Oxendine also asked if DPI could note the United States’ exceptional economic history as a part of the documents, referencing debate earlier this year about whether the new standards emphasized enough of the nation’s good history.

“It’s important that we undergird that with the idea that we live in a tremendously prosperous land,” Oxendine said.

Carlin told the board Truitt’s preamble to the standards, which makes some reference to celebrating achievements, is included with all guidance documents.

Truitt wrote the preamble after debate over them reverberated across the state and before the board approved the standards.

It states, at the end, “Let us study the past such that all students can celebrate our achievements toward a more perfect union while acknowledging that the sins of our past still linger in the everyday lives of many. Let us study the past so we can understand where it might lead us today.”

Unpacking documents provide examples of how a teacher could address certain social studies objectives.

An example for second grade, included in the presentation to the board, is for teachers to have students explain how limited resources dictate what a furniture factory can and cannot produce, after reading about a struggling furniture factory. That would accomplish the objective of having students understand how resources play a role in the production of goods.

Another second grade example, in the unpacking documents, is to have students choose an indigenous, religious or racial group they’ve learned about and make a presentation that explains how that group has influenced culture in the United States. That goes with the objective to explain how those groups have influenced the United States.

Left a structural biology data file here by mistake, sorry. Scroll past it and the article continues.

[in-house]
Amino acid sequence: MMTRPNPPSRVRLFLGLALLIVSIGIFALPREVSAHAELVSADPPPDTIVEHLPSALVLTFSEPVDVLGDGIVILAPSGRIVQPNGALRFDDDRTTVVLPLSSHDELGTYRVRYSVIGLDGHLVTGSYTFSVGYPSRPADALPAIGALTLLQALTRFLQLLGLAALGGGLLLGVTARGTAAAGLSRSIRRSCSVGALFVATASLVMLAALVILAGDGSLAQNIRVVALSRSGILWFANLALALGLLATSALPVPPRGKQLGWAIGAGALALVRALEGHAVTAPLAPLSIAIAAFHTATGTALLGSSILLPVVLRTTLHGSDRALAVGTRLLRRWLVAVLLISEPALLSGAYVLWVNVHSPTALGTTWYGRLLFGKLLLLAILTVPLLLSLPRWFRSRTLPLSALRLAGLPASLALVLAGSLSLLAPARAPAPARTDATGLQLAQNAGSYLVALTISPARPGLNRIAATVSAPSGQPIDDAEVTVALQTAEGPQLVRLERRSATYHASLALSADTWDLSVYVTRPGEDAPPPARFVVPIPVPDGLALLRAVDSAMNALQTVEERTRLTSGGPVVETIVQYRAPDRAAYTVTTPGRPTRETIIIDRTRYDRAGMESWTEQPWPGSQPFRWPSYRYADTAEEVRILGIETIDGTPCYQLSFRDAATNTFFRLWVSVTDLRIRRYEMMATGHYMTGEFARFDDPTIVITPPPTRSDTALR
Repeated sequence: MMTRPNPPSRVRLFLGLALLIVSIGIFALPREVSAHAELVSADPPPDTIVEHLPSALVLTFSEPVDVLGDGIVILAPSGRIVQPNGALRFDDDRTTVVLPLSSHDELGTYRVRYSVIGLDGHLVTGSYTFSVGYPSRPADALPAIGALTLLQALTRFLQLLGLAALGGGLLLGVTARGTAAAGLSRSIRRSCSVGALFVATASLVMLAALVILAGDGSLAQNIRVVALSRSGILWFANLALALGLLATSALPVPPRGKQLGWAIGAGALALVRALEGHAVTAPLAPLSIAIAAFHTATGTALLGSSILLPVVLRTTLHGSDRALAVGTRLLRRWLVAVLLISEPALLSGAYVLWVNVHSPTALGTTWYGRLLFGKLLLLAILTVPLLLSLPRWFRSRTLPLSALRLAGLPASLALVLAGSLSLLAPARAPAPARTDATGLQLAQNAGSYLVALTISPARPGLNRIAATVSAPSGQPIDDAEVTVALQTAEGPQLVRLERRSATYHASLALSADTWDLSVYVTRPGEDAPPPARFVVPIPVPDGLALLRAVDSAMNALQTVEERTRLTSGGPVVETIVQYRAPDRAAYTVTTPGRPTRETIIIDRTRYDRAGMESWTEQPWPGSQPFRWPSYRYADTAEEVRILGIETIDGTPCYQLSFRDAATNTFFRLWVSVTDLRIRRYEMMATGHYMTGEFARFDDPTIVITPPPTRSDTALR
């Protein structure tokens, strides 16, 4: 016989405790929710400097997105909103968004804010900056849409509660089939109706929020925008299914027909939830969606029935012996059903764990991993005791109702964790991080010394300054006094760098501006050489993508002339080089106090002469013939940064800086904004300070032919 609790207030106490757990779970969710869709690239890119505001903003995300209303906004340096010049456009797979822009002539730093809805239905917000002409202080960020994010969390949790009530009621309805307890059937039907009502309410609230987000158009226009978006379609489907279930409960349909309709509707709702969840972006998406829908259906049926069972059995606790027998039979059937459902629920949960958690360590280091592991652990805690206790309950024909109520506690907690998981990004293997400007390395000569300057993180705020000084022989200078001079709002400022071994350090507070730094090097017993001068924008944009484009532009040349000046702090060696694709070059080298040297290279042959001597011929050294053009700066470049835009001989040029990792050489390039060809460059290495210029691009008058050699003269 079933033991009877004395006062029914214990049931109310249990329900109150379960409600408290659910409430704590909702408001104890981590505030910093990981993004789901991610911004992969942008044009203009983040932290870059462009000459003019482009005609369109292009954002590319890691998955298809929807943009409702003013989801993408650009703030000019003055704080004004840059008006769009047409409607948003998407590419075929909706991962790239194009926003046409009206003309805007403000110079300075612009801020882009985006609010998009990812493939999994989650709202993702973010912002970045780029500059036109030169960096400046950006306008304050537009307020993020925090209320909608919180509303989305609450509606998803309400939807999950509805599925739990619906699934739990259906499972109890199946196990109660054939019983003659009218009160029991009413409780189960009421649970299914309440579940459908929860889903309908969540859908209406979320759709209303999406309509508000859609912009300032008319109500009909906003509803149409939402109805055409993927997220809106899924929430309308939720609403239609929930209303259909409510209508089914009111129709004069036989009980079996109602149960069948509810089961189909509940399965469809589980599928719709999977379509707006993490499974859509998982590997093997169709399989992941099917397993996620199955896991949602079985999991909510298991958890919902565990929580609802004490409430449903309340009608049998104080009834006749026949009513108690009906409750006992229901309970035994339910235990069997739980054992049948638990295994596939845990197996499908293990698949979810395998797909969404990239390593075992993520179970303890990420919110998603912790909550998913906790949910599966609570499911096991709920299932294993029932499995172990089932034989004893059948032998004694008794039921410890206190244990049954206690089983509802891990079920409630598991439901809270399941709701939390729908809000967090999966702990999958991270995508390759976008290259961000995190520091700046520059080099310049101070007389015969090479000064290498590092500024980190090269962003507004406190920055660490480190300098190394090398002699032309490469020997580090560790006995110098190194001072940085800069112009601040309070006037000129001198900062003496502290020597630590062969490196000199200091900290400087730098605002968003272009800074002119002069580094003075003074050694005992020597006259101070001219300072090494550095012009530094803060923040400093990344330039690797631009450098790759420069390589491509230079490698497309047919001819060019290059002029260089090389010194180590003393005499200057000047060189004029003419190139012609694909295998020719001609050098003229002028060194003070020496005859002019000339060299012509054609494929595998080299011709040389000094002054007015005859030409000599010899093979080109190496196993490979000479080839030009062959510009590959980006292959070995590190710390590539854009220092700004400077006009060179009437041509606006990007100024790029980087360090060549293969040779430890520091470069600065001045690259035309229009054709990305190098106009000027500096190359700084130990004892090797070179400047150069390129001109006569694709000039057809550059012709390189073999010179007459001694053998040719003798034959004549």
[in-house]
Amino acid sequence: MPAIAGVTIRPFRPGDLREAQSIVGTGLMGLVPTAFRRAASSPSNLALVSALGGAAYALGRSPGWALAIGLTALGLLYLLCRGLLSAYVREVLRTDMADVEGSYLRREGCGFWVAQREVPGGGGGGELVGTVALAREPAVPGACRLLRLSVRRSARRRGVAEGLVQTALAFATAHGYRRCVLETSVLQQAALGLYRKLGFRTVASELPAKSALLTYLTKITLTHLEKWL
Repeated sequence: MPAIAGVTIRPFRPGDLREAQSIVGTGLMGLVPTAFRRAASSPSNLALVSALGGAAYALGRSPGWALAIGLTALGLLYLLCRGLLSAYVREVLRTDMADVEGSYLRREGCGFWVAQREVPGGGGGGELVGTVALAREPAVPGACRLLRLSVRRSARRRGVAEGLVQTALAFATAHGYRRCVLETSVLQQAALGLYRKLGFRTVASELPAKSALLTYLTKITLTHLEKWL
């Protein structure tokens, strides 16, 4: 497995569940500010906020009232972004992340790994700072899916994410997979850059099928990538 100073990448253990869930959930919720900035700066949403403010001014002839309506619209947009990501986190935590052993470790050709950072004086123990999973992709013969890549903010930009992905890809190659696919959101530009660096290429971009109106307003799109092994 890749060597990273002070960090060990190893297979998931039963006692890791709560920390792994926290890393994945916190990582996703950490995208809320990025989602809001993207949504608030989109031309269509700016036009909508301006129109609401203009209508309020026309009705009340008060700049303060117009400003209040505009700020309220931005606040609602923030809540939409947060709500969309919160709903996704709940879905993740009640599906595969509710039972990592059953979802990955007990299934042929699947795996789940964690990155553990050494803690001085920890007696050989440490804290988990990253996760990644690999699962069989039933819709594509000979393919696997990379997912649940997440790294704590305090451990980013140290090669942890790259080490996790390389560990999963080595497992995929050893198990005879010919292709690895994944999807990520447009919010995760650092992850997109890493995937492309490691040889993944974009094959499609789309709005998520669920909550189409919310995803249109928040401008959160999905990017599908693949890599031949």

Typically, the board doesn’t need to vote on unpacking documents, strand maps or glossaries, after it votes to approve the new standards. But after the proposed social studies standards stirred political debate, the board approved the standards under the condition they can also review and approve related curriculum guidance documents.

In February, the board voted 7-5 in favor of the new social studies standards.

For the most part, the state’s social studies standards won’t change, but objectives within them have been added or expanded, particularly at the high school level.

The difference between the former standards and what the board passed in February is largely the degree of specificity of the varying perspectives students should consider. Current standards frequently state a “variety” of perspectives. The new ones often specify different races, religions and other groups. Students will be asked to discuss racism, marginalized groups and the impact of policies on different populations. Students will be asked to compare narratives of different perspectives, critique systems and practices or explain how inequities continue today.

Example topics for students to compare perspectives on include — according to a snapshot of supporting documents presented at the time of the standards’ passage — the Trail of Tears, the Wilmington race riots, the Haymarket Riot and the Occupation of Alcatraz.

The social studies standards were being revised in preparation for the upcoming consolidation of American History I and II to just one course. DPI began working on them in 2019 and sought public input on the fourth draft.